Annals of Behavioral Medicine

, Volume 39, Issue 2, pp 101–111 | Cite as

MobileMums: A Randomized Controlled Trial of an SMS-Based Physical Activity Intervention

  • Brianna S. Fjeldsoe
  • Yvette D. Miller
  • Alison L. Marshall
Original Article

Abstract

Background

Postnatal women (<12 months postpartum) are at increased risk of physical inactivity.

Purpose

To evaluate the efficacy and feasibility of a theory-based physical activity (PA) intervention delivered to postnatal women primarily via mobile telephone short message service (SMS).

Methods

Eighty-eight women were randomized to the intervention (n = 45) or minimal contact control (n = 43) condition. The 12-week intervention consisted of a face-to-face PA goal-setting consultation, a goal-setting magnet, three to five personally tailored SMS/week and a nominated support person who received two SMS per week. SMS content targeted constructs of social cognitive theory. Frequency (days/week) and duration (min/week) of PA participation and walking for exercise were assessed via self-report at baseline, 6 and 13 weeks.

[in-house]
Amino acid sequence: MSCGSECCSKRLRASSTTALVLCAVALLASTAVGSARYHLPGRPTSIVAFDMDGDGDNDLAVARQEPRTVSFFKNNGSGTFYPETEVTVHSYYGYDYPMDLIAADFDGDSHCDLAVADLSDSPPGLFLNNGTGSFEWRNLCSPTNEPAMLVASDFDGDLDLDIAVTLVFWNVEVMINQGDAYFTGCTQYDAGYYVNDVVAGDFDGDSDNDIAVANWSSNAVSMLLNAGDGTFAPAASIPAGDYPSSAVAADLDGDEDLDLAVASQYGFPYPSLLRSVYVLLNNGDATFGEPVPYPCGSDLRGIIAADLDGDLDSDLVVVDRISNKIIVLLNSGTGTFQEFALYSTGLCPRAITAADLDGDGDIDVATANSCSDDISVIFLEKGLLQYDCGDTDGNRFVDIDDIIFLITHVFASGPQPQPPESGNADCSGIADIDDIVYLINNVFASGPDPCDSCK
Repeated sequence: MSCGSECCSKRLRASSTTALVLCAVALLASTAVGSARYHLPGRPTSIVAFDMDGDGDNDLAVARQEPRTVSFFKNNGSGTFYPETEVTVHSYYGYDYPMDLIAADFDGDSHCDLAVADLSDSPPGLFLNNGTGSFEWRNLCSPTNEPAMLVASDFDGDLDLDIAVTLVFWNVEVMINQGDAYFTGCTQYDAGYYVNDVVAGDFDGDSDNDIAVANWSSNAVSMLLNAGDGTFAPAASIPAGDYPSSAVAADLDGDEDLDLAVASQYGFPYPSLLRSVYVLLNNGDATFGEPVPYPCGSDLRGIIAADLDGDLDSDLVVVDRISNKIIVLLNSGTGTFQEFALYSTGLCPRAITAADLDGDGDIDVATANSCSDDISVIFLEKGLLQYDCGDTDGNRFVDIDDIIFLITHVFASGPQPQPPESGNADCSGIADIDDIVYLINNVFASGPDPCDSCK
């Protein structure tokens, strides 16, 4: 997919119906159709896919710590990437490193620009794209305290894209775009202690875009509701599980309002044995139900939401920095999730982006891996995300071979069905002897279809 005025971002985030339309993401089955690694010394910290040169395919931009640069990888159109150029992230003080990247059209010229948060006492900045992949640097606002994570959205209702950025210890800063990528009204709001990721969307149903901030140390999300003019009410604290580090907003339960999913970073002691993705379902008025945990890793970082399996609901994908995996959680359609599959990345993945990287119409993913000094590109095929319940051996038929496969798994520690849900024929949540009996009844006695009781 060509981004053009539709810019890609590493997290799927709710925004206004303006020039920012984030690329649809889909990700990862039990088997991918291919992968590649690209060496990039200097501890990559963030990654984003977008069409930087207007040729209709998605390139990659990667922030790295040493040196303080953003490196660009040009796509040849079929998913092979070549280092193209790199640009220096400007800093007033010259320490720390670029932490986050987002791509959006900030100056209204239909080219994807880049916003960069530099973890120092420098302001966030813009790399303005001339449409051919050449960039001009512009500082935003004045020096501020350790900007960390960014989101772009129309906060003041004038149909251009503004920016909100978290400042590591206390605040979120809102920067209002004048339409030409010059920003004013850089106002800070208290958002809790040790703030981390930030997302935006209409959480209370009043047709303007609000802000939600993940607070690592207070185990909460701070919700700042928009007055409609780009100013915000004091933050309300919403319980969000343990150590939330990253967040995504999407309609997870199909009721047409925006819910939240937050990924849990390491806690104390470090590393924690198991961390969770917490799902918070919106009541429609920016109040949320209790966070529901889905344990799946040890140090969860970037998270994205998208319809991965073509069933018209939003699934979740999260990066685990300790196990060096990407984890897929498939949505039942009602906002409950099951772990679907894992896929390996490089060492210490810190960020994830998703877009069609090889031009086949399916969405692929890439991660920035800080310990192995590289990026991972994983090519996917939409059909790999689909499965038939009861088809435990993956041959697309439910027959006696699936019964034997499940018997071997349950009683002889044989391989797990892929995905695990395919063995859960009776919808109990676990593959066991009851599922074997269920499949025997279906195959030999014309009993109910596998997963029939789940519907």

Results

Intervention participants increased PA frequency by 1.82 days/week (SE ± 0.18) by 13 weeks (F(2,85) = 4.46, p = 0.038) and walking for exercise frequency by 1.08 days/week (SE ± 0.24) by 13 weeks (F(2,85) = 5.38, p = 0.02). Positive trends were observed for duration (min/week) of PA and walking for exercise.

Conclusions

Intervention exposure resulted in increased frequency of PA and walking for exercise in postnatal women.

Keywords

Mobile phone Physical activity Postnatal Intervention Social cognitive theory 

Notes

Acknowledgments

This study was funded by Queensland Health. Dr. Fjeldsoe was supported by an Australian Postgraduate Award. Dr. Miller was supported by a University of Queensland Post-doctoral Fellowship. Dr. Marshall was supported by a National Health and Medical Research Council Career Development Award #553000. Denise Koh managed the database from which participants were recruited. The authors would like to sincerely thank all of the women involved in this research.

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Copyright information

© The Society of Behavioral Medicine 2010

Authors and Affiliations

  • Brianna S. Fjeldsoe
    • 1
  • Yvette D. Miller
    • 2
  • Alison L. Marshall
    • 3
  1. 1.School of Population/School of Psychology, The University of QueenslandBrisbaneAustralia
  2. 2.School of Psychology, The University of QueenslandBrisbaneAustralia
  3. 3.Institute of Health and Biomedical Innovation/School of Public Health, Queensland University of TechnologyBrisbaneAustralia

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